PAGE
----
The New York Post has been criticized for today’s front page, which shows Ki Suk Han just after he was pushed onto a subway track. Journalists have focused on photographer R. Umar Abbasi, asking why he didn’t put down his camera and help Han. But Poynter senior faculty Kenny Irby blames the paper’s editors. Irby says by email:
The moment just before death is a delicate fraction of a second and the NY Post print edition and cover screen image lacks compassion for the victim, his family, his friends and the Post’s audience. In a few words it is disgusting, disconcerting, insensate and intrusive.
I get that the photographer, Mr. Abbasi, made a decision to document the imminent demise of Mr. Ki Suk Han, because he may have not been strong enough to lift the injured man from the track himself and thus he made a decision to document after attempting to warn the conductor by “rapidly flashing” his camera’s flash unit.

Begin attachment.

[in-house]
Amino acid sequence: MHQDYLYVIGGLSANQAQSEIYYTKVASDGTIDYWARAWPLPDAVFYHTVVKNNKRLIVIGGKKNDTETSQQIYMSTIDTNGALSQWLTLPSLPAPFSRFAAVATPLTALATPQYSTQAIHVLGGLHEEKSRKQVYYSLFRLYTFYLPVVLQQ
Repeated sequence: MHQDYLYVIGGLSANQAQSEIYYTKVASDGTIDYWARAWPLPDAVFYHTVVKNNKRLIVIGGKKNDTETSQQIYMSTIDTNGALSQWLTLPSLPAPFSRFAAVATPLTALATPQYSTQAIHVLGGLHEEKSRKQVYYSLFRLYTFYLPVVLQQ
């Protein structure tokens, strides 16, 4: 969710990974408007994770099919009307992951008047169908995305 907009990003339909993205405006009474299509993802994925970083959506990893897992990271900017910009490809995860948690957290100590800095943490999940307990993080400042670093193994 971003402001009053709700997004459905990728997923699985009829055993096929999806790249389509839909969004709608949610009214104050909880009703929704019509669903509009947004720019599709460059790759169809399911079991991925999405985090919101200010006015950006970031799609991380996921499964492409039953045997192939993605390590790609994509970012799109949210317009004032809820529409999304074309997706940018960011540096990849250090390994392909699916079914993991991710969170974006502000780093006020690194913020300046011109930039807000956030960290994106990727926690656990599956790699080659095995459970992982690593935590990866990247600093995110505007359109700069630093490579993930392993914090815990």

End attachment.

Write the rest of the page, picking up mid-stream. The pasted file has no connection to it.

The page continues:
There are times when authentically documented images are indeed too disturbing and cross the line of dignity and integrity. This moment was too private in my view.
And yes, I am saying that there are times that a photographic reporter may witness situations that are not published, broadcast or posted for public reviewing. The NY Post had several solid alternatives (just view their video).
My problem thus is with the publication’s editors, who clearly had alternative photographs to use and chose to use the most disturbing.
Related: Tabloid photographers defend colleague who snapped NY Post cover shot (Joe Pompeo/Capital New York) | NPPA’s John Long tells Jeff Bercovici: “Your job as a human being, so to speak, outweighs your job as a photojournalist”